And now a man is dead because of it.

This is the 69th bicycling fatality in the seven-county Southern California region this year, one behind the total of 70 for all of last year. It’s also the 12th cycling fatality in Riverside County, which is one more than last year.

My deepest sympathy and prayers for Holley and all his loved ones.

Update: Mountain biker dies of apparent dehydration on Palm Springs trail

Motor vehicles aren’t always the biggest threat cyclists face.

According to the Palm Springs Desert Sun, a pair of cyclists were riding on a mountain trail above Araby Cove south of the city around 1:45 Saturday afternoon when one rider collapsed in the near-record 105 degree temperature.

A CHP helicopter that was already in the area responding to another call dropped off a Palms Springs Fire Department paramedic before going on to rescue an injure hiker. The victim was declared dead at the scene, apparently as a result of dehydration, though the official cause of death is still under investigation.

The helicopter later returned to pick up the body of the victim, who has not been publicly identified, as well as his uninjured companion.

The sad part is, this may have been preventable.

It’s vital to carry sufficient water and keep hydrated when riding, especially in hot weather. And even rides that start out cool can turn dangerously hot as the day progresses. It’s always better to err on the side of carrying too much water than not enough.

This is the 15th bicycling fatality in Southern California this year, and the fourth in Riverside County.

My deepest sympathy for the victim and his family and loved ones.

Update: The victim has been identified as 40-year old Johnny Lee of Placentia. He was riding around the 1,300 foot level; the official temperature was upgraded to 107 degrees, tying the record set in 1958.

Fire officials urge extreme caution in temperatures that high. Lee was the fourth cyclist to die in the Southern California region last week.

Labor Day links: Palm Springs cyclist killed; witness the birth of ciclovía

A cyclist was struck and killed near Palm Springs on Saturday.

Thirty-six year old Palm Springs resident Milen Dimitrov was hit by a full-sized pickup truck traveling the same direction on Highway 111 northwest of Overture Drive at 6:30 am. He died at the scene less than half an hour later.

The driver stopped at the scene, and police don’t believe drugs or alcohol were involved.

Kind of a sad commentary when it’s news that a driver didn’t flee after a crash.

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On Sunday, September 12, attend a free screening of the film Bogotá Change, including the birth of ciclovía, at Busby’s East, 5364 Wilshire Blvd, Los Angeles; screening starts at 4 pm, with discussion to follow at 5 pm. RSVP via EventBrite.

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In Saturday’s 8th stage of the Vuelta, Cofidis mountain specialist David Moncoutié takes the stage win, while Anton Igor moves into the leader’s jersey. David Lopez, a domestique for the now-banned Alejandro Valverde, wins stage 9 in a solo breakaway. Britain’s Team Sky withdraws from the race following the death of soigneur Txema González; the peloton observes a moment of silence in his honor.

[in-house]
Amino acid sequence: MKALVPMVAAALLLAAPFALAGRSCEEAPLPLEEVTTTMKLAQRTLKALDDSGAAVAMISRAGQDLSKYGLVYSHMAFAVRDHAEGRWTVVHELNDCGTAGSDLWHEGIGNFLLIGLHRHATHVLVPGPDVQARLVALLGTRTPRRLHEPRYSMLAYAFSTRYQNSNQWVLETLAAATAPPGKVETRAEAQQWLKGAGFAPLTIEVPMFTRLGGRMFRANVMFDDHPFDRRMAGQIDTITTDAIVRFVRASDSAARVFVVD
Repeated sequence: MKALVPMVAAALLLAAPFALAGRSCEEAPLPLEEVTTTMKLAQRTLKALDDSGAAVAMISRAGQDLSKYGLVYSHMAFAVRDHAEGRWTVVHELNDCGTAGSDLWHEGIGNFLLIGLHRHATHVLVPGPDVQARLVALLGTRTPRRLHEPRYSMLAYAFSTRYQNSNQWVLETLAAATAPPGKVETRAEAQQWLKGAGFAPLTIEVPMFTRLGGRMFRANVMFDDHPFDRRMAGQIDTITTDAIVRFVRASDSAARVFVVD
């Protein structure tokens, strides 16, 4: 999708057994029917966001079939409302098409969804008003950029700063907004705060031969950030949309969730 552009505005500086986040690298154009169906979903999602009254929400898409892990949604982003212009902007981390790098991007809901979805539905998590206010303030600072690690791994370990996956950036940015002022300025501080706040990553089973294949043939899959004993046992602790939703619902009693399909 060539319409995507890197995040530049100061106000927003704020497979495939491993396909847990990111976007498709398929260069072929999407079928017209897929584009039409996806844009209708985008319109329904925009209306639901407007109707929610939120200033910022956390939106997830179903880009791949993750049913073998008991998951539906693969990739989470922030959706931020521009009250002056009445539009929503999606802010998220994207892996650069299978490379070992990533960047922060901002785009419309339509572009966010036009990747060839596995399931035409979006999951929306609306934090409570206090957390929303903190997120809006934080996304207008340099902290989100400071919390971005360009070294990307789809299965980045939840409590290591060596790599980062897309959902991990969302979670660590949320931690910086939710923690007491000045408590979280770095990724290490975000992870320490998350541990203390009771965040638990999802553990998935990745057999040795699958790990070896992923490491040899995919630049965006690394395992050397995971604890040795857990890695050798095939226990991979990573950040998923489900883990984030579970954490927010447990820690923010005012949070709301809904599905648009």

Lance Armstrong faces yet another investigation, as arch-nemesis Floyd Landis files a federal whistlebower lawsuit; he isn’t the only one, as Italian authorities widen an investigation into sprinter Alessandro Petacchi.

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Three LAPD bike officers are involved in the shooting death of a knife wielding man in Westlake. Johnny Knoxville at the L.A. Bicycle File Festival, on one of Flying Pigeon’s Nihola bikes. L.A. Observed writer Kevin Roderick spots Arnold and Maria, aka Gov. and Mrs. Schwarzenegger, biking on Santa Monica’s Main Street; maybe they were checking out the route for that city’s ciclovia. A writer for the Daily Beast says stylish women lead the increase in bike ridership across the U.S. A Colorado trucker is cited for violating the state’s three-foot passing rule after striking a cyclist; yet when a Massachusetts cyclist is grazed by a passing car, it somehow does not violate that state’s three-foot law. Doing Denver by bike, even if local police are targeting cyclists riding on the sidewalk. A ghost bike is installed for a 19-year old cyclist killed in New Mexico while on a cross county ride to raise money for cancer research. A Utah mountain biker is critically injured when he loses his front wheel. BikeRadar talks with Keith Bontrager; yes, that Bontrager. NYC backs off on a plan to remove ghost bikes. A retired priest rides 5,000 miles from the Pacific Northwest to Key West. Over a million cyclists have crossed a Vancouver bike bridge, but a safety expert says that isn’t enough. The mother of a woman who rode into a truck while listening to headphones urges cyclist to learn from her mistake. Building a bike lane from Denmark to Deutschland. British Olympian James Cracknell gets back on his bike six weeks after nearly being killed in an Arizona collision — and just one day after being released from the hospital. London prepares for escorted bike rides as Tube workers plan a strike for Monday. Britain’s heir to the throne is criticized for taking a train to promote biking as green transportation. Singapore police arrest a serial molester who stalked his victims by bike.

Finally, London Mayor BoJo, Olympic Champion Chris Hoy and model Kelly Brook lead 85,000 cyclists on a 15 kilometer tour of the City, though the tabloids note the biking Brook seemed a little wobbly, despite her high heels and high visibility top.